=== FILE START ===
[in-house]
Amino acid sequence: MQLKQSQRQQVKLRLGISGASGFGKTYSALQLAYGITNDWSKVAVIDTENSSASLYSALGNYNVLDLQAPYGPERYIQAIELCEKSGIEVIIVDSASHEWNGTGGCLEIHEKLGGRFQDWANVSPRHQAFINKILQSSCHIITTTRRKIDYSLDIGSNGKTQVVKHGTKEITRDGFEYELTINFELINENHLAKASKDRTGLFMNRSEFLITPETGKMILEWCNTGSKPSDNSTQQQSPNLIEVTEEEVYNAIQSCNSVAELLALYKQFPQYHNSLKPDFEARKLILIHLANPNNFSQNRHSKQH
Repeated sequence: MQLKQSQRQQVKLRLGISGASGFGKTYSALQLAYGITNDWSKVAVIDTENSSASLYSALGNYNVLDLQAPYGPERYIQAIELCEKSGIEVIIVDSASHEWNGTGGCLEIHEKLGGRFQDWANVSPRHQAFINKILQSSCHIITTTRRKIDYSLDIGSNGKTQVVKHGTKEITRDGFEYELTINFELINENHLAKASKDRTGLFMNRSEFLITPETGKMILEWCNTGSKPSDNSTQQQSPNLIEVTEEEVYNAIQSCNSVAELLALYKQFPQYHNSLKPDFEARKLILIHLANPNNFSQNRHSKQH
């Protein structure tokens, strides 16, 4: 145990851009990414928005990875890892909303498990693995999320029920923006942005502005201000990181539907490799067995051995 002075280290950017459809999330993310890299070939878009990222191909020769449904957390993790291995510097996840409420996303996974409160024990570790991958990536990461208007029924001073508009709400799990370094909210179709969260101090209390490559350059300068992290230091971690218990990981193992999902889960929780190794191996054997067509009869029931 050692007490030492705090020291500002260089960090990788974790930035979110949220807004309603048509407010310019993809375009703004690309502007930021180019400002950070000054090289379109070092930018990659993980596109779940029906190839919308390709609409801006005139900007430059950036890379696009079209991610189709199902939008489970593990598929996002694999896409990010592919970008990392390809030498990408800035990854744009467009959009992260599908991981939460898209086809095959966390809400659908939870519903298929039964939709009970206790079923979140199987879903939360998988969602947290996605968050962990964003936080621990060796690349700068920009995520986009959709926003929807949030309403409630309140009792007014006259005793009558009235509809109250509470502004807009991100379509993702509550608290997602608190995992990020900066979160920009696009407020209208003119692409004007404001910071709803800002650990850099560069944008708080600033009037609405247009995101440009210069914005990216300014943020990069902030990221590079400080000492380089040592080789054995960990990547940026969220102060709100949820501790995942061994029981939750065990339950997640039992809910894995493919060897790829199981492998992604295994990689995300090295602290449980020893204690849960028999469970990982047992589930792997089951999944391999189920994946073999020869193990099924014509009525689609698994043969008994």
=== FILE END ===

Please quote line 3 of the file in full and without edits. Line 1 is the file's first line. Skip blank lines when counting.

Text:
Repeated sequence: MQLKQSQRQQVKLRLGISGASGFGKTYSALQLAYGITNDWSKVAVIDTENSSASLYSALGNYNVLDLQAPYGPERYIQAIELCEKSGIEVIIVDSASHEWNGTGGCLEIHEKLGGRFQDWANVSPRHQAFINKILQSSCHIITTTRRKIDYSLDIGSNGKTQVVKHGTKEITRDGFEYELTINFELINENHLAKASKDRTGLFMNRSEFLITPETGKMILEWCNTGSKPSDNSTQQQSPNLIEVTEEEVYNAIQSCNSVAELLALYKQFPQYHNSLKPDFEARKLILIHLANPNNFSQNRHSKQH